Savannah's Early History

Founding of Georgia's First City

Savannah-Georgia's First City

Sailing up the Savannah River, James Oglethorpe began his plan of settling the area for the English know now as Savannah, Georgia. Savannah was the first planned city based on a grid system int he newly established colony of Georgia. Savannah was founded off what is now the Savannah River on Yamacraw Bluff inn 1733 by General James Oglethorpe as a debtors colony and buffer colony between South Carolina and Florida. Savannah quickly grew and became a major port for the selling of cotton. It also played a role in the Revolutionary War and again in the Civil War.

Primary Source for Picture of Early Savannah: by Pierre Fourdrinier retrieved from;_ylu=X3oDMTBxNG1oMmE2BHNlYwNmcC1hdHRyaWIEc2xrA3J1cmwEaXQD/RV=2/RE=1430122890/RO=11/

James Oglethorpe

James Edward Oglethorpe (22 December 1696 – 30 June 1785) was a British general, Member of Parliament, philanthropist, and founder of the colony of Georgia. As a social reformer, he hoped to resettle Britain's poor, especially those in debtor's prisons, in the New World. ("James Edward Oglethorpe," Encyclopaedia Britannica, accessed 13 December 2010.)

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Oglethorpe's Plan

Oglethorpe had worked tirelessly with England's poor, and quickly came up with a plan to settle debtors in the New World and work off their prison sentence by working on land for a certain amount of time. Once this time was up, the land would become their rightful property. Oglethorpe made two trips; the first to the South Carolina Area in the Ann in 1732 then another next to Savannah in 1733. Here he befriended the Yamacraw Indians and their chief Tomochichi and negotiated land from them to create the new city of Savannah on Yamacraw Bluff.

British Charter for the Colony of Georgia

Primary Source: The Royal Charter of 1732 (Georgia Archives)
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Yamacraw and British Working Together

Tomochichi and the Yamacraw

Tomochichi was a Creek Indian and leader of the Yamacraw tribe located where Savannah is currently. He worked with James Oglethorpe to establish the city of Savannah and peaceful relations with the colonists.

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Battles of Savannah

Seige of Savannah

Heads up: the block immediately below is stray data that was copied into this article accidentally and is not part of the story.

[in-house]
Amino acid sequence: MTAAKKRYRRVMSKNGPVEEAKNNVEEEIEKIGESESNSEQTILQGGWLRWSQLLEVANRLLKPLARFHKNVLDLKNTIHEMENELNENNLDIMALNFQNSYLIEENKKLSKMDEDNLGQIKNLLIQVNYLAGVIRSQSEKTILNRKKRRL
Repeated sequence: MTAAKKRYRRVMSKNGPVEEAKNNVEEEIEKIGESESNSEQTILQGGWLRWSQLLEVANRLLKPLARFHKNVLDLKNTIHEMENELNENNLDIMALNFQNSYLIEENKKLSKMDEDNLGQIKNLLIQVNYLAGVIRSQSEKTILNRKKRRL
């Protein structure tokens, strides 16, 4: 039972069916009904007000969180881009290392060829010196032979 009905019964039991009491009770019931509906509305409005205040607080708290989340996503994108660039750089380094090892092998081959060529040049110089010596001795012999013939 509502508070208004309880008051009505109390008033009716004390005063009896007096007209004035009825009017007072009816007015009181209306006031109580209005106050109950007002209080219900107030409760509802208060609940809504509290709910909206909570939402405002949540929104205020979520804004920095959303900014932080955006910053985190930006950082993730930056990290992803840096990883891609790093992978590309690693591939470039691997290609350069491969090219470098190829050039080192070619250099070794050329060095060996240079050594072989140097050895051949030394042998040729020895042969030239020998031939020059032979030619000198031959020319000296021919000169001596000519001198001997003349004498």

Savannah played a huge role during the Revolutionary War in the battle called the "Seige of Savannah". Due to its Port and strategic location, the British had quickly taken Savannah. This was a join Franco-American endeavor led by the Polish Casmir Pulaski. However, the British held strong and ended winning the day is this pivotal second battle for Savannah.

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Savannah and the Civil War

The following is a telegram sent by General Sherman to President Lincoln concerning the progress of Sherman's 'March to the Sea.' The success of this campaign helped clinch the 1864 election for Lincoln.

SAVANNAH, GA., December 22, 1864

(Via Fort Monroe 6.45 p.m. 25th)

His Excellency President LINCOLN:

I beg to present you, as a Christmas gift, the city of Savannah, with 150 heavy guns and plenty of ammunition, and also about 25,000 bales of cotton.

W.T. Sherman,
Major General.

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William Sherman's March to the Sea and Presentation of Savannah to Lincoln

As the Civil War raged, Sherman marched through Georgia, laying a path of waste from Atlanta winding to the Sea. As Savannah saw the destruction Sherman was bound to inflict on her, she decided to welcome General Sherman with open arms. Due to this, Sherman decided to spare Savannah, and he gave it to Lincoln as a Christmas Present.

Primary Source: General Sherman in 1865. (Library of Congress)

The Yellow Fever Epidemic

Due to the location of Savannah near marshes, Yellow Fever has been a plague on Savannah since her founding. The first major outbreak was in 1820 and then again in 1876. During these outbreaks, a huge amount of the population passed. Below is a letter from the mother of Juliette Gordon Low, the Girl Scout's Founder, concerning the outbreak.

Primary Source: 1876 – “Yellow Fever” – Nelly K. Gordon. From the Gordon Family Papers, MS 318

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